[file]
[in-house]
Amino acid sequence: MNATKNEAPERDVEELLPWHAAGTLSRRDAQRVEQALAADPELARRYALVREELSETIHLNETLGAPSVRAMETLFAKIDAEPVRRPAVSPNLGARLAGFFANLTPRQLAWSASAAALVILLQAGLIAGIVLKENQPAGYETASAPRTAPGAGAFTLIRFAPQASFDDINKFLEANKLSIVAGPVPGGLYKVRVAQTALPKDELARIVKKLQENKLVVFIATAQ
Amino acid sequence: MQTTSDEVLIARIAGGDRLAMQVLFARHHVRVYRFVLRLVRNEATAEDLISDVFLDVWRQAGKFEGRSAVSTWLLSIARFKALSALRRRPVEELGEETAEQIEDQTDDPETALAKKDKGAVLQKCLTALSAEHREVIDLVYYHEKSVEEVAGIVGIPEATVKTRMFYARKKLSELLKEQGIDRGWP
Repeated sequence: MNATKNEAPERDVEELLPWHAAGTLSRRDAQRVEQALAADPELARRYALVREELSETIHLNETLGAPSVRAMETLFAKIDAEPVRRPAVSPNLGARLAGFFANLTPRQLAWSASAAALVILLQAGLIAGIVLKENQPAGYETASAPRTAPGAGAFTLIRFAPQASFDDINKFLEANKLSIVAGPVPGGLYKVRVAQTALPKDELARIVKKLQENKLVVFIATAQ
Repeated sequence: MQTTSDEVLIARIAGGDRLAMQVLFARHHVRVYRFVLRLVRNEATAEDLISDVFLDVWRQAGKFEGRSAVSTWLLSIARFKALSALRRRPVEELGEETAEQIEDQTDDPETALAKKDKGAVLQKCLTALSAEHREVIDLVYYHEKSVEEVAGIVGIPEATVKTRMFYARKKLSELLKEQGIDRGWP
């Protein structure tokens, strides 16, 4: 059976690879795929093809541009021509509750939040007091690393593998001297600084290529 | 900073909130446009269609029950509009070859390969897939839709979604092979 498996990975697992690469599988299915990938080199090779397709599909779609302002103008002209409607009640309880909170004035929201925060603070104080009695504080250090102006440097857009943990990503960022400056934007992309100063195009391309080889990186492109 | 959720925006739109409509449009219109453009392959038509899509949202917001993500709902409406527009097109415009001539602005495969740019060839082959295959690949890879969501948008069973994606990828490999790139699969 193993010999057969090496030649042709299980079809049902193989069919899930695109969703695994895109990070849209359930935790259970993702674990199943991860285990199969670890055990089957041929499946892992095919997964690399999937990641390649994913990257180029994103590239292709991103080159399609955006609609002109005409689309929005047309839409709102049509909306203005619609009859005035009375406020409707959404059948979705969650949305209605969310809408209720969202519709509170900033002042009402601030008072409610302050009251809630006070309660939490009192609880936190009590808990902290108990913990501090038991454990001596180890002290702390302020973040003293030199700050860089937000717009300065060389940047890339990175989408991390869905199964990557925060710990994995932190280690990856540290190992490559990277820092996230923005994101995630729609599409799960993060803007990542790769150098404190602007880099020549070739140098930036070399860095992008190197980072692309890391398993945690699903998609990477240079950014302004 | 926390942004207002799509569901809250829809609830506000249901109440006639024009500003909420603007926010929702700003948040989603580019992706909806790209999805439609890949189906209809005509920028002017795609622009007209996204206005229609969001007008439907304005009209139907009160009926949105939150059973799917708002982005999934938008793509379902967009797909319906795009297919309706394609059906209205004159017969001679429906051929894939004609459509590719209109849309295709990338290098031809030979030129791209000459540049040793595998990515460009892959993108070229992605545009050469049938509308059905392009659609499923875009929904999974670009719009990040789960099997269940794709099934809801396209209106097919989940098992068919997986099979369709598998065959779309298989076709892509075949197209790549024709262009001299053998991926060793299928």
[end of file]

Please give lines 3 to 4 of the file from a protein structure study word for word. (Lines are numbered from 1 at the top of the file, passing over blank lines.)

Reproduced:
Amino acid sequence: MQTTSDEVLIARIAGGDRLAMQVLFARHHVRVYRFVLRLVRNEATAEDLISDVFLDVWRQAGKFEGRSAVSTWLLSIARFKALSALRRRPVEELGEETAEQIEDQTDDPETALAKKDKGAVLQKCLTALSAEHREVIDLVYYHEKSVEEVAGIVGIPEATVKTRMFYARKKLSELLKEQGIDRGWP
Repeated sequence: MNATKNEAPERDVEELLPWHAAGTLSRRDAQRVEQALAADPELARRYALVREELSETIHLNETLGAPSVRAMETLFAKIDAEPVRRPAVSPNLGARLAGFFANLTPRQLAWSASAAALVILLQAGLIAGIVLKENQPAGYETASAPRTAPGAGAFTLIRFAPQASFDDINKFLEANKLSIVAGPVPGGLYKVRVAQTALPKDELARIVKKLQENKLVVFIATAQ